This post was originally published here by casey pechan.
With all the big breaches in the news last year and GDPR right around the corner, data privacy has maybe never had as much attention from the public as it has right now. Everyone is quite obviously concerned about their own privacy, but it’s a little bit harder to care about someone else’s privacy. Just as it’s a little bit harder to care about someone else’s anything.
So the question is, are these breaches also making employees across your company more aware and concerned about customer privacy? Truth is, your internal culture around data privacy should already be so strong that neither your employees or customers have the choice of whether or not to care. But that isn’t always the case.
So if your data privacy culture does need a quick check-up, consider the following:
Is the information you’re collecting about a human being?
Then it should be protected! Their name, their email address, their hair color, their social security number, their credit card, it doesn’t matter. When someone tells you something about themselves, you can never be too cavalier about how you treat that data. Not once has anyone provided information to a company while thinking, “Please share this with everyone in the world. I’d love that!”
How does your technology interact with that info?
When Amazon’s Alexa is in a room, it listens to everything said in that room. It couldn’t fully function otherwise. That wouldn’t be a big deal if Alexa was just a fancy Roomba that talked while it vacuumed. But Alexa is much more than a vacuum (while also being much less in that is incapable of helping with household chores). Over time, people inadvertently tell their Alexa speaker virtually everything about themselves. That means Amazon has stringent rules and protections in place to ensure their data can’t be exploited..
It’s highly unlikely your product installs a cloud microphone directly in customers’ living rooms. But what does it touch? You probably don’t leave full credit card numbers lying around in plain text (if you do, please get on fixing that), but are you collecting any information you haven’t yet fully thought through protecting, like say, having a phone app that reports on a customer’s location and that could be used to reconstruct their daily travel? Anything you know about a customer’s personal life should be locked up.
What are you doing about it?
Maybe your servers are carefully scanned and monitored, and you’re confident that no attacker will ever have the chance to get through. Great! Now consider that virtually every company has some sort of admin panel where customer accounts and information can be accessed. (This is understandably necessary in order to provide basic services to customers.) Who has access to this panel? Why do they need it? Are there different levels of access so that a tech support agent sees a different view than a member of the office staff and a tech support manager sees a different view than both of them?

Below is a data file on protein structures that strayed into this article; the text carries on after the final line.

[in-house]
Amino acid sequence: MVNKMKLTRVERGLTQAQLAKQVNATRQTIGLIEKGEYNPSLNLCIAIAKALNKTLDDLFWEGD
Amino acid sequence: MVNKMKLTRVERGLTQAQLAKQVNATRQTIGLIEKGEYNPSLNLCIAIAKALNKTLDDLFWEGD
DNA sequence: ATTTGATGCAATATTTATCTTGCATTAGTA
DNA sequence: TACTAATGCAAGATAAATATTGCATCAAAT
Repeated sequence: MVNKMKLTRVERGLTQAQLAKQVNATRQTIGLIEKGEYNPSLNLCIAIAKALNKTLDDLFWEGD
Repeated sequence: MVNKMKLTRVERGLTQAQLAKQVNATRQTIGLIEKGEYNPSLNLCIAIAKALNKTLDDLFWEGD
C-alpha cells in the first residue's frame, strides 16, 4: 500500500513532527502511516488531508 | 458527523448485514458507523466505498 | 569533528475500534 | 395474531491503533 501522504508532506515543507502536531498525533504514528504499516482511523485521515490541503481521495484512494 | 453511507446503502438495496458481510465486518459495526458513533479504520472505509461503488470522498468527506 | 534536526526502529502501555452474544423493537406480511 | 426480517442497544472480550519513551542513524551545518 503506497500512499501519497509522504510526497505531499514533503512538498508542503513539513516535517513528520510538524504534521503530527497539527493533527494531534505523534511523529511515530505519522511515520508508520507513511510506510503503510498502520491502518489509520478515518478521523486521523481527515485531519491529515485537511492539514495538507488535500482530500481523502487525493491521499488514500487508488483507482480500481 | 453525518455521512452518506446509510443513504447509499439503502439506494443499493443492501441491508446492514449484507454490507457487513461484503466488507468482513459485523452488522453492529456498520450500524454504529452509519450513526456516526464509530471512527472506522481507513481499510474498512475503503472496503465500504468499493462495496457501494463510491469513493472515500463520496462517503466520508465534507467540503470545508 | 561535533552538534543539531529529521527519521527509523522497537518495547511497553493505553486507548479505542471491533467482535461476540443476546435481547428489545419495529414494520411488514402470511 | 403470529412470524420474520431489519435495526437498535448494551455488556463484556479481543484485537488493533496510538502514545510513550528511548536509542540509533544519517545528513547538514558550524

What specific steps are you taking to secure customer information internally? The more touch points there are to customer data, the easier it is for an attacker to find their way in to grab that data.
Do all employees understand how important this is?
How enthusiastic is the company about privacy across the board? Do departments like marketing understand and even enthusiastically embrace implementing new consumer standards like GDPR?
What is the step-by-step process employees take when they encounter or suspect a breach? Are they actually empowered to do anything at all? Any employee who notices a potential data privacy issue or breach should be able to report this (whether it’s via email or Jira or some other method) to a department that can review and potentially take action with that info. Requiring an employee to go through a manager or other gatekeeper brings an added layer of potential inaction.
If there is a process, is it part of training? Do managers discuss it with employees on a regular basis? If you don’t keep it front of mind for employees, then they’ll keep other things front of mind instead.
How are you helping customers?
Customers quite obviously want to protect their own privacy, but are almost always going to take the path of least resistance when registering for an account or making a purchase. No one ever wants to jump through hoops to do anything.
Do you give customers a choice as to whether or not they want to activate two-factor authentication? Do you force customers to create strong, but also memorable passwords (like random word passphrases)?
Do you limit number of login attempts over a set period of time? If a customer’s account is breached by brute force because their password wasn’t very strong, you are still to blame.
Respecting each others privacy is a basic life skill we learned in kindergarten. Everyone and every company is responsible for protecting each other. Make sure you and yours are safe and secure.